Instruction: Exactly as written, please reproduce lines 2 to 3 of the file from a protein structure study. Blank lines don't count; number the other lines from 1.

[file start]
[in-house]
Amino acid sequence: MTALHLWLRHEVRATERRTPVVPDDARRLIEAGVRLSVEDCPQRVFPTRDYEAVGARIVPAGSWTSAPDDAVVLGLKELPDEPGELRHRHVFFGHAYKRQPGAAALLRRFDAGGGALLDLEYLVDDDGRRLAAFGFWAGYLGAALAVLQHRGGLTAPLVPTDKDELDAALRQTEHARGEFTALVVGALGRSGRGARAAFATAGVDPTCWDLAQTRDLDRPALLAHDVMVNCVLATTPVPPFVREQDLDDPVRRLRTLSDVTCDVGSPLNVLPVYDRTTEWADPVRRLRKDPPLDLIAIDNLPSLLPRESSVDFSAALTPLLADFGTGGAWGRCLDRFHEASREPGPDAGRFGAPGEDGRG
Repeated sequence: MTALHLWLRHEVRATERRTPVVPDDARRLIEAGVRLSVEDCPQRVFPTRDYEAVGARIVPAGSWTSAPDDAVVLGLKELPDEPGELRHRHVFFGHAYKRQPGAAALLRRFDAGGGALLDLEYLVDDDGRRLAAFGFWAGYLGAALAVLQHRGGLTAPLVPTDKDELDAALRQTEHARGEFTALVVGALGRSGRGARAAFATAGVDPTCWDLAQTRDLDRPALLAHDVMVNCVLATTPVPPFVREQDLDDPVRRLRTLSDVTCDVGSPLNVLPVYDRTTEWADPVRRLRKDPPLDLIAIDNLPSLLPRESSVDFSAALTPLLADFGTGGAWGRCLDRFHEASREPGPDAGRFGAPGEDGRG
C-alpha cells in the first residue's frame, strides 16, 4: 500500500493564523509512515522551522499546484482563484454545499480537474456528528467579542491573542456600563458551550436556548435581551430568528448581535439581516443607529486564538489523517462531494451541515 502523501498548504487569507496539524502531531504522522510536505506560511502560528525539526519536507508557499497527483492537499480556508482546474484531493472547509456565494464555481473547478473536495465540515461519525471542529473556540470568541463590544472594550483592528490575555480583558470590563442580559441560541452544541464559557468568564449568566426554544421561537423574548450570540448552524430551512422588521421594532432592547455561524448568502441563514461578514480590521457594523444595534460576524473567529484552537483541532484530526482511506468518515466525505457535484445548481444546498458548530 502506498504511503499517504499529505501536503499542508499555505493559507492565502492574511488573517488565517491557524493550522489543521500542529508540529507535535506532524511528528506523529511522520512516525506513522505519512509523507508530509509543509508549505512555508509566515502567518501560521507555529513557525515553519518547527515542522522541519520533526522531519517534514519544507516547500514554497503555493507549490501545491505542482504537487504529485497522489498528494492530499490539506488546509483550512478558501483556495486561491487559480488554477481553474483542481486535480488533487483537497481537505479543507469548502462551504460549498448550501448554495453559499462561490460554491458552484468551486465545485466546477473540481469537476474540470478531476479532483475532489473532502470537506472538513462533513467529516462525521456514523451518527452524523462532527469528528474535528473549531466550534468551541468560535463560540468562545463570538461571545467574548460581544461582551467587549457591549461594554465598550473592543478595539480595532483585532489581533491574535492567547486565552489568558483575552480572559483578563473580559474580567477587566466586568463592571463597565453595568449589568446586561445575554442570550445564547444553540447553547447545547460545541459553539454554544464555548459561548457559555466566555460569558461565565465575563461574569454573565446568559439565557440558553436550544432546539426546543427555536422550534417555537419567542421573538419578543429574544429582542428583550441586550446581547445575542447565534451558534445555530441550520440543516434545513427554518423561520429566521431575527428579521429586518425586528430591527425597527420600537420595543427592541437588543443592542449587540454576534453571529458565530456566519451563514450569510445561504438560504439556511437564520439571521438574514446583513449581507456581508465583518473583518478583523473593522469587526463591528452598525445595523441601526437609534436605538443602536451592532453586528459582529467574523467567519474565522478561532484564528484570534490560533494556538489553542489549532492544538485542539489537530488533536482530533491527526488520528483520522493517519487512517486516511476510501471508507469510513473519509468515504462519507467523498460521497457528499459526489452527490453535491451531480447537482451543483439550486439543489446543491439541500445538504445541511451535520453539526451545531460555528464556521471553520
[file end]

Amino acid sequence: MTALHLWLRHEVRATERRTPVVPDDARRLIEAGVRLSVEDCPQRVFPTRDYEAVGARIVPAGSWTSAPDDAVVLGLKELPDEPGELRHRHVFFGHAYKRQPGAAALLRRFDAGGGALLDLEYLVDDDGRRLAAFGFWAGYLGAALAVLQHRGGLTAPLVPTDKDELDAALRQTEHARGEFTALVVGALGRSGRGARAAFATAGVDPTCWDLAQTRDLDRPALLAHDVMVNCVLATTPVPPFVREQDLDDPVRRLRTLSDVTCDVGSPLNVLPVYDRTTEWADPVRRLRKDPPLDLIAIDNLPSLLPRESSVDFSAALTPLLADFGTGGAWGRCLDRFHEASREPGPDAGRFGAPGEDGRG
Repeated sequence: MTALHLWLRHEVRATERRTPVVPDDARRLIEAGVRLSVEDCPQRVFPTRDYEAVGARIVPAGSWTSAPDDAVVLGLKELPDEPGELRHRHVFFGHAYKRQPGAAALLRRFDAGGGALLDLEYLVDDDGRRLAAFGFWAGYLGAALAVLQHRGGLTAPLVPTDKDELDAALRQTEHARGEFTALVVGALGRSGRGARAAFATAGVDPTCWDLAQTRDLDRPALLAHDVMVNCVLATTPVPPFVREQDLDDPVRRLRTLSDVTCDVGSPLNVLPVYDRTTEWADPVRRLRKDPPLDLIAIDNLPSLLPRESSVDFSAALTPLLADFGTGGAWGRCLDRFHEASREPGPDAGRFGAPGEDGRG